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Designed to help: AI and the rise of the ‘cobots’

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Artificial intelligence (AI) and robotics are changing the world, and the insurance industry had better change with it.

Two new reports from Lloyd’s spell out the risks – and opportunities – as technological change continues to accelerate.

One report focuses on the rapid emergence of collaborative robots, or “cobots” – devices that help humans by extending their physical capabilities.

While cobots account for only 3% of the total robotics market, the figure is expected to reach 34% by 2025.

Their increasing popularity stems from the fact they are cheaper, smaller and smarter than regular robots, and they are moving beyond factories into sectors such as agriculture, healthcare and retail, where they help people with jobs that are “dirty, dangerous, repetitive and difficult”.

Fear of robots putting humans out of work may be misplaced, the report says.

“Robots, particularly cobots, rarely replace workers; they replace tasks. They often help workers through decision-making, or physical handling, rather than replacing them.”

However there are significant implications for the insurance industry.

“Widespread cobot use will create new risks, change existing risks and reduce others,” the report says.

“By helping insureds identify the risks and by offering ways to mitigate them, insurance could help increase and speed up cobot adoption.”

Adoption of robots in retail and agriculture is likely to reduce accidents caused by fatigue and could improve safety in areas such as nuclear decommissioning, mining and construction.

“For insurers, increasing adoption of robots in dangerous environments would reduce the number of employee injury claims.”

The risk profile of employers’ liability and public liability could change because “liability could be pushed back onto the robot product manufacturer or designer”.

The report warns cobots require “vast data storage facilities” that could be vulnerable to cyber attacks. There is also potential for “large-scale insurance losses” from business interruption in supply chains that use faulty or failing cobots.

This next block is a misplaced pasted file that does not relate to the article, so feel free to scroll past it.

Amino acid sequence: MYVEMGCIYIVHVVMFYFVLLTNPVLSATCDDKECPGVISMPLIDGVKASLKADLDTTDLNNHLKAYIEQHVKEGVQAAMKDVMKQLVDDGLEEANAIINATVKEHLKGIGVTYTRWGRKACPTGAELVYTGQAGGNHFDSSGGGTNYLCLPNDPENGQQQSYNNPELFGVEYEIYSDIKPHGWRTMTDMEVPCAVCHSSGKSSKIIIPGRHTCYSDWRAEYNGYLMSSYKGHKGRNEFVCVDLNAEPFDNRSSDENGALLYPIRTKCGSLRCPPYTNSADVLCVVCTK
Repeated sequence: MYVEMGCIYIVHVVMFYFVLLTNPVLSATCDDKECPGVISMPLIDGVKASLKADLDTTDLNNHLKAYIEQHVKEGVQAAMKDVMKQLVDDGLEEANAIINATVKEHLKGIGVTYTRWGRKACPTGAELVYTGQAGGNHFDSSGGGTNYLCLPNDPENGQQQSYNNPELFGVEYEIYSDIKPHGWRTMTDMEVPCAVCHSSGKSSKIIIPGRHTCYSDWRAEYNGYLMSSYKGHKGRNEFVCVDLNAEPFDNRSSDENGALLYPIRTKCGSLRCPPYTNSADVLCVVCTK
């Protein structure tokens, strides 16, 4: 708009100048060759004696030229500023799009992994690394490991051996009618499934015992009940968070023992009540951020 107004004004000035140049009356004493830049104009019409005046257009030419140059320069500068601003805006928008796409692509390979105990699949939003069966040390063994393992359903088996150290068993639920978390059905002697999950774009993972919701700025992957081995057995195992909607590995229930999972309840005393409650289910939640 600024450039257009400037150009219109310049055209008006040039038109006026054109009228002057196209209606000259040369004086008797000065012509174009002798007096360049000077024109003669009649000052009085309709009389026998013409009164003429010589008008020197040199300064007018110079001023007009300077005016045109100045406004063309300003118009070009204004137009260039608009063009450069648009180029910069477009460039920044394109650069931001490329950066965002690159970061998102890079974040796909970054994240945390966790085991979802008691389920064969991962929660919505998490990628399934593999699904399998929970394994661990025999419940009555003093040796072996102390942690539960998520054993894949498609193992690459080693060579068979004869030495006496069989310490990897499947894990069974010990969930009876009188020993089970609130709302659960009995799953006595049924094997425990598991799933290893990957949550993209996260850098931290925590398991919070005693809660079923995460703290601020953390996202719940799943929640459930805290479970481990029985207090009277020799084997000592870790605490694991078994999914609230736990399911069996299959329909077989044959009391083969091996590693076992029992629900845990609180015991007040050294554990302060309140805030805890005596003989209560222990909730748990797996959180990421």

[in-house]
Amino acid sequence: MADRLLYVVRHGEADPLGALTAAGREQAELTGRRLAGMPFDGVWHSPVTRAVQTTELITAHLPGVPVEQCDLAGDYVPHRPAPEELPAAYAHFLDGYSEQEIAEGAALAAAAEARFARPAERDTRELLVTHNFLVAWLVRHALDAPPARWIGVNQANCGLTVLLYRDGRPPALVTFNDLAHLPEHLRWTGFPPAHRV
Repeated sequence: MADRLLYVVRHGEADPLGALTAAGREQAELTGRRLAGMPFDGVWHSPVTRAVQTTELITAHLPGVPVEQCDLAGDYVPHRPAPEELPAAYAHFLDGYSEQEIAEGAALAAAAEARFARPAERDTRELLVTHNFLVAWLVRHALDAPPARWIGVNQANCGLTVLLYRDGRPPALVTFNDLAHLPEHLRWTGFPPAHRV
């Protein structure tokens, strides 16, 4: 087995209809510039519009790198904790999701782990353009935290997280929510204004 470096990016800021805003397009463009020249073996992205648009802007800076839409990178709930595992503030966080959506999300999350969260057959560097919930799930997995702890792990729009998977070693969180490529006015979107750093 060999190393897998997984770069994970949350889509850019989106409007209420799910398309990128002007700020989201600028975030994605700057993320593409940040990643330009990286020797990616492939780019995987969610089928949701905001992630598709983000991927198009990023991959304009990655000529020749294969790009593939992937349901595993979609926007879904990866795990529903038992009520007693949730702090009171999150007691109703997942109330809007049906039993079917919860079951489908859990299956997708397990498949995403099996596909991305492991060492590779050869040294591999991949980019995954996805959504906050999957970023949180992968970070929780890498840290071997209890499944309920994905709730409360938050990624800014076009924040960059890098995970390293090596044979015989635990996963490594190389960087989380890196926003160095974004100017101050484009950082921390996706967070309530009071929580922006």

Despite these risks, there are also numerous opportunities for insurers.

Cobots are “a substantial emerging market”, with an estimated compound annual growth rate of about 60%.

“Increasing adoption of cobots in environments that work closely with humans will expand the need for insurance products including: product liability, product recall, cyber, property, (contingent) business interruption and medical malpractice, all of which could be marketed as comprehensive insurance solutions for the robotics sector.”

There is also an opportunity for the insurance industry to work directly with manufacturers to identify risks associated with cobot deployment, and data from cobots could offer opportunities for improved risk and pricing models.

“For example, in ‘precision farming’, sensor data from fields could be combined with external climate and weather data to allow developers to develop algorithms that help the farmer make best use of their land,” the report says.

“This in turn might allow insurers to create bespoke and more accurately priced crop insurance.”

Lloyd’s second report highlights increasing use of AI.

While AI has been around for 60 years, Lloyd’s says its “recent, rapid escalation” has awakened awareness of its complex ethical, legal and societal challenges.

Areas of insurance that could be affected include:

  • Product liability and product recall. Recalls could become larger and more complex. AI machines cannot be liable for negligence or omissions, so who is?
  • Third party motor. Assignment and coverage of liability will be difficult due to a shift of responsibility from human drivers to automated vehicles.
  • Medical malpractice. AI is being used to help diagnose conditions, and an error could amount to negligence.
  • Cyber. As chatbot technology develops, it is increasingly difficult to tell humans and AI apart, which could make it easier to carry out phishing scams. This raises questions about what types of insurance would be available to cover against such losses.
  • Fidelity. Fraudulent activity from employees could be exacerbated. Fraud may increasingly come from staff with access to IT systems rather than those with financial authority. The emergence of “deep fakes” is also a concern around identity fraud. Deep fakes are AI systems capable of generating realistic audio and video.
  • Political risks. The weaponisation of AI “could take many forms” and AI might contribute to events such as expropriation, wars, terrorism and civil disturbance.

Again, the rapid development of AI presents business opportunities for insurers.

Any company offering algorithm-based systems may seek to insure against the risk of them returning incorrect decisions and the impact on the AI companies’ clients, the report says, and risk management requirements are increasing.

AI can also be used to improve insurance processes such as customer service (with chatbots), underwriting (which could be enhanced and sped up) and fraud detection.

“Our world is becoming increasingly automated,” Lloyd’s Head of Innovation Trevor Maynard says. “Insurers have an opportunity to play a role in shaping the development of AI, and robotics and will no doubt be instrumental in providing solutions to some of the most complex risks associated with these technologies.

“The publication of these two reports aims to provide underwriters with guidance on best practice, as well as insights into the short, medium and long-term potential of AI and robotics.”

To read the reports, click here.